Factors Associated with Distinct Patterns of Suicidal Thoughts, Suicide Plans, and Suicide Attempts Among US Adolescents

Meghan Romanelli, Arielle H. Sheftall, Sireen B. Irsheid, Michael A. Lindsey, Tracy M. Grogan

Research output: Contribution to journalArticlepeer-review

Abstract

The current study examined demographic, psychosocial, and substance use factors associated with distinct patterns of past 12-month suicide thoughts, plans, and attempts among adolescents drawn from a nationally representative sample of high schoolers. Data were from the 2015, 2017, and 2019 National Youth Risk Behavior Survey. Four mutually exclusive 12-month suicidal behavior patterns were identified: suicide thoughts only (pattern 1), suicide thoughts and plans without suicide attempt (pattern 2), suicide attempt with thoughts and/or plans (pattern 3), and suicide attempt without thoughts or plans (pattern 4). Multinomial logistic regression analyses were conducted to examine factors correlated with these distinct patterns. Psychosocial and substance use factors were modeled as independent predictors, controlling for demographic characteristics, as well as simultaneously to represent the potential for co-occurrence. The analytic sample included 7491 respondents. About 24% (n = 1734) of youth endorsed pattern 1, 38% (n = 2779) pattern 2, 35% (n = 2716) pattern 3, and 3% (n = 262) pattern 4. All psychosocial and substance use factors measured were individually associated with greater odds of suicide attempts with thoughts or plans (pattern 3) than patterns 1 or 2. Black and male youth were at greater odds of suicide attempts without thoughts or plans (pattern 4) than all other patterns. When modeled simultaneously, respondents who were bullied online, sad or hopeless, had a history of sexual violence, used cigarettes, and misused prescription opiates retained greater odds of suicide attempts with thoughts or plans (pattern 3) than patterns 1 or 2. Findings suggest screening for suicidal behaviors should include factors that differentiate between varying suicidal expressions and that may cue providers to intervene in the absence of suicide thoughts and plans.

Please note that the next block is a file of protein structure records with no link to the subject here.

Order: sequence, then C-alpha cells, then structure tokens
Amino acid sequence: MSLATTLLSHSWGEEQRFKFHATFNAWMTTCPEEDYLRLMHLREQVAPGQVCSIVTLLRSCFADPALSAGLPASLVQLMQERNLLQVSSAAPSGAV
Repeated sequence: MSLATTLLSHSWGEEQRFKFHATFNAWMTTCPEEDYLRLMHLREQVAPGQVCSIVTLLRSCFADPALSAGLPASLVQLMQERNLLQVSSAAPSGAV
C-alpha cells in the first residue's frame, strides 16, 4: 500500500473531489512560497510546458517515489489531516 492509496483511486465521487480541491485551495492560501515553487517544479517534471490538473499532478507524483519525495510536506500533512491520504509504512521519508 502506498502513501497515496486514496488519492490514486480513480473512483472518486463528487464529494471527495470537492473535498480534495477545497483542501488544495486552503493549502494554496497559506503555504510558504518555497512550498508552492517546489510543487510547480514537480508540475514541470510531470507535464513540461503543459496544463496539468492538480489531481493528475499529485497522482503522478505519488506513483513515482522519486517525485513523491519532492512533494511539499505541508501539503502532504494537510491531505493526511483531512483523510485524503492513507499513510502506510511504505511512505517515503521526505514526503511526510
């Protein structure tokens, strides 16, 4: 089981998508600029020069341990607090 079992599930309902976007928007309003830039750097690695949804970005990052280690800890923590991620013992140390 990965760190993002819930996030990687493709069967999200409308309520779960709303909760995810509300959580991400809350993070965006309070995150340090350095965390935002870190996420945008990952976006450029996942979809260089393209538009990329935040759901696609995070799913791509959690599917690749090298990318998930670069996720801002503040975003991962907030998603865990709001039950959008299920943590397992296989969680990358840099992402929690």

Original languageEnglish (US)
JournalPrevention Science
DOIs
StateAccepted/In press - 2021

Keywords

  • Adolescent mental health
  • Attempted
  • Suicidal ideation
  • Suicide
  • Suicide assessment

ASJC Scopus subject areas

  • Public Health, Environmental and Occupational Health

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